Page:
Public Policy & Advocacy
Policy and Advocacy
Public policy is an important lever in driving systems change and closing the racial wealth gap. Even before the COVID-19 pandemic, 20% of Massachusetts residents had a debt in collection — rising to 39% of residents in communities of color.
Boston Builds Credit is supporting the following legislative priorities will protect people from unfair debt collection practices, limit the discriminatory impact of credit checks, and expand vital tax credits for working families. Together, we can galvanize support for policies that will advance economic justice and help promote a more equitable recovery.
Take Action on Legislation
Join us today in calling on our state leaders to strengthen consumer protections, limit the use of credit scores for employment and housing decisions, and expand refundable tax credits that reward work.
2021-2022 Legislative Priorities
The Debt Collection Fairness Act (DCFA)
“An Act Relative to Fairness in Debt Collection” (H.1168 / S.663)
- Presenters: Senator Jamie Eldridge, Representative Tram Nguyen, and Representative Christine Barber
- Description: This bill aims to address the impending tsunami of defaulted debts related to the pandemic. Current MA law protects only $35,100 annually from wage garnishment. The DCFA would increase the protected amount to $49,140 annually. The bill will also reduce the state’s 12% interest rate on judgments (the highest in the country), and clarify that no one in the Commonwealth shall be imprisoned for the failure to pay a debt. This bill is an expenditure-free way to correct the long-standing inequities in debt collection, and help keep more money in the pockets of hardworking residents.
Fair Chance in Employment Act (FCEA)
“An Act Regulating the Use of Credit Reports by Employers” (H.2019 / S.1154)
- Presenters: Senator Michael Barrett and Representative Liz Malia
- Description: This bill will help ensure that people aren’t denied a job, just because they have a less than perfect credit report. Employment credit checks are not only inaccurate, with 20% of consumers having verified errors in their credit reports and little correlation to future job performance, but they can also hinder an individual’s ability to secure a stable job and improve their credit. As we recover from the pandemic, it is vital that residents be given a fair chance to re-enter the workforce. Massachusetts has led the way by being one of three states (CA, HI, MA) to ban the use of credit scores in auto insurance decisions or pricing. This act will continue our state’s progress by removing a discriminatory barrier to employment.
Limiting the Use of Credit Reporting in Rental Housing Decisions
“An Act Relative to the Use of Credit Reporting in Housing” (H.1429 / S.894)
- Presenters: Senator Eric Lesser and Representative Liz Malia
- Description: This bill will prevent landlords from using or requesting a credit report, or requiring an applicant to answer questions about it, when making a decision about an applicant or current tenant’s lease except when otherwise required by law. The use of credit scores in rental housing decisions also perpetuates historic racial inequities in housing, as credit scores are often lower in communities of color. Landlords will still have many tools to protect themselves. Tenants, who may be late on credit card payments but have never fallen behind on their rent before, could struggle to find affordable housing due to the effect the pandemic has had on their credit score and reports. This bill would protect MA tenants by ensuring that their credit scores do not prevent them from finding stable housing.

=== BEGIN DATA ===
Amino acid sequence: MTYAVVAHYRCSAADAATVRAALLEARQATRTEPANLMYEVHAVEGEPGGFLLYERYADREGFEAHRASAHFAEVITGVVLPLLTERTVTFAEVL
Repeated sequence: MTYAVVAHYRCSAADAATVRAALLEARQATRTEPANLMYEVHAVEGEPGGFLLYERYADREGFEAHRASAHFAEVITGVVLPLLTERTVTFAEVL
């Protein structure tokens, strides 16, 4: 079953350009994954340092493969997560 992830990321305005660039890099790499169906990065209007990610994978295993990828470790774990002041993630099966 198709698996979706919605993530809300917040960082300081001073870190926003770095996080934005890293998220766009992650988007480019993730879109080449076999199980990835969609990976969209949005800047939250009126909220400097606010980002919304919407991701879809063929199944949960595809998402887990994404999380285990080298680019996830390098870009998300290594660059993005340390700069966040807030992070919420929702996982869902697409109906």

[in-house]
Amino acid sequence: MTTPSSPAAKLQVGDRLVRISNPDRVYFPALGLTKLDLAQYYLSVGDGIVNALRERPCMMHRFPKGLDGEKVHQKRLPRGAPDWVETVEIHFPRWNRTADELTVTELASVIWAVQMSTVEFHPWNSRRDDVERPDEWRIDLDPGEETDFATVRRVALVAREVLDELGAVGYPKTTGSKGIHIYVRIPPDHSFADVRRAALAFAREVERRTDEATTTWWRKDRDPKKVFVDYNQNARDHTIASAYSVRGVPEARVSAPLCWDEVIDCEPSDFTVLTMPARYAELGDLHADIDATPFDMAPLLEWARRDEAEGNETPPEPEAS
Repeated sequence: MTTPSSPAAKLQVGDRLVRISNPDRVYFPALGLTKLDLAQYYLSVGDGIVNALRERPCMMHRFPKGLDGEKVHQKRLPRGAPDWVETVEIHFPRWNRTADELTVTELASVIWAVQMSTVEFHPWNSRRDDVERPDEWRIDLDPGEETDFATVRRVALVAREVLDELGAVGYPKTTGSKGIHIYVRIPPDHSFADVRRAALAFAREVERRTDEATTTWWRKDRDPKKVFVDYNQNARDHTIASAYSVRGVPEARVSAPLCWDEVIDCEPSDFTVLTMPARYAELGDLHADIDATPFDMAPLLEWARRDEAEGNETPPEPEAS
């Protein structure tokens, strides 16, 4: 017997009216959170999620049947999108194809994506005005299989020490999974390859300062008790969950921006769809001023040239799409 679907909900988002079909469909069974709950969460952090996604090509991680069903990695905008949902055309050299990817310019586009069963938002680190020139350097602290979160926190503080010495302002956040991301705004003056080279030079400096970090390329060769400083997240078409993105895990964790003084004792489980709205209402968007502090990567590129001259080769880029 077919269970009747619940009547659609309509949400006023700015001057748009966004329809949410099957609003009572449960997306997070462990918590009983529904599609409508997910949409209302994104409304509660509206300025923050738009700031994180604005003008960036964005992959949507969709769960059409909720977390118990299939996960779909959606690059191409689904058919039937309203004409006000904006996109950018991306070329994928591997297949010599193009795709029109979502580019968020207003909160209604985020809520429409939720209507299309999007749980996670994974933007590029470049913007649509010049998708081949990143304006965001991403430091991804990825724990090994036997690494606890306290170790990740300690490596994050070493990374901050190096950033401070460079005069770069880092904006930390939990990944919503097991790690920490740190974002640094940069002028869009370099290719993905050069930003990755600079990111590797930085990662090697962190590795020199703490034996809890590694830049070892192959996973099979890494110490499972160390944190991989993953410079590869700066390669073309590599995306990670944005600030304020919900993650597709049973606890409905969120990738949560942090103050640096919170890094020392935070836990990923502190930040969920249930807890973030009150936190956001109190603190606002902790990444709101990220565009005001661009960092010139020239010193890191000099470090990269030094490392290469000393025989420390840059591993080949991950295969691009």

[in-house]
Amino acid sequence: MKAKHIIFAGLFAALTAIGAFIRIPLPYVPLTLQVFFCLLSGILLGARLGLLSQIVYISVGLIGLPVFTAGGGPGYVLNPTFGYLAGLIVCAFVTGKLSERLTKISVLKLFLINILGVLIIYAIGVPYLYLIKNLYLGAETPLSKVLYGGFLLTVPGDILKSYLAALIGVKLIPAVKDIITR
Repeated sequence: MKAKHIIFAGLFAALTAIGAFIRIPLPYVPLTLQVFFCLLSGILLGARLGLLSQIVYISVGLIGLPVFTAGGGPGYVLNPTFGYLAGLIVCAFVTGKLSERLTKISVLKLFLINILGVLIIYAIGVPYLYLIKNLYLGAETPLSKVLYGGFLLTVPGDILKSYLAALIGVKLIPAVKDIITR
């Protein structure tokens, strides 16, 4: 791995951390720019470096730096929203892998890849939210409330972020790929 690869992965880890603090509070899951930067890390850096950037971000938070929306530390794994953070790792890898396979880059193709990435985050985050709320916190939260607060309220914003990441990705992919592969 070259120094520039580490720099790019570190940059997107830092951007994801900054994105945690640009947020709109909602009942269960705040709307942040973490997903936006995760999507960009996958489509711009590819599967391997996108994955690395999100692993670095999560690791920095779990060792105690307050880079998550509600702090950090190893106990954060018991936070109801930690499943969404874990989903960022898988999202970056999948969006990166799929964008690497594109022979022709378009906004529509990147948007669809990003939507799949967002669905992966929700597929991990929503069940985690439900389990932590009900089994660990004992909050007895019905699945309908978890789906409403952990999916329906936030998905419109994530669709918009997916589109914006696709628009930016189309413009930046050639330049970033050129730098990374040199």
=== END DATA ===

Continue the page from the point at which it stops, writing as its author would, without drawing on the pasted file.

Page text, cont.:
Economic Stabilization through Expanded Income Supports
“An Act Providing a Guaranteed Minimum Income to All Massachusetts Families” (S.1852) / “An Act to Increase Family Stabilization Through the Earned Income Tax Credit” (H.2871 / S.1841)
- Presenters: Senator Jamie Eldridge / Senator Sal DiDomenico, Representative Marjorie Decker, and Representative Andy Vargas
- Description: These two identical bills will help ensure that everyone in the Commonwealth can attain a basic standard of living. The bills would increase the state EITC match rate from 30 to 50% of the federal credit, establish a minimum $2,400 credit for extremely low-income households, and expand eligibility for previously excluded people, including middle-income families making between $57-75K annually, ITIN holders, unpaid caretakers, younger adults between the ages of 18-25, and older adults between 65-67.
The pandemic has taken a significant toll on residents throughout the Commonwealth, especially on those who were already the most economically vulnerable. Join us today in advocating for the passage of these bills that will help increase financial stability and address persistent racial disparities in our region.
For more information on these legislative priorities, please view this document.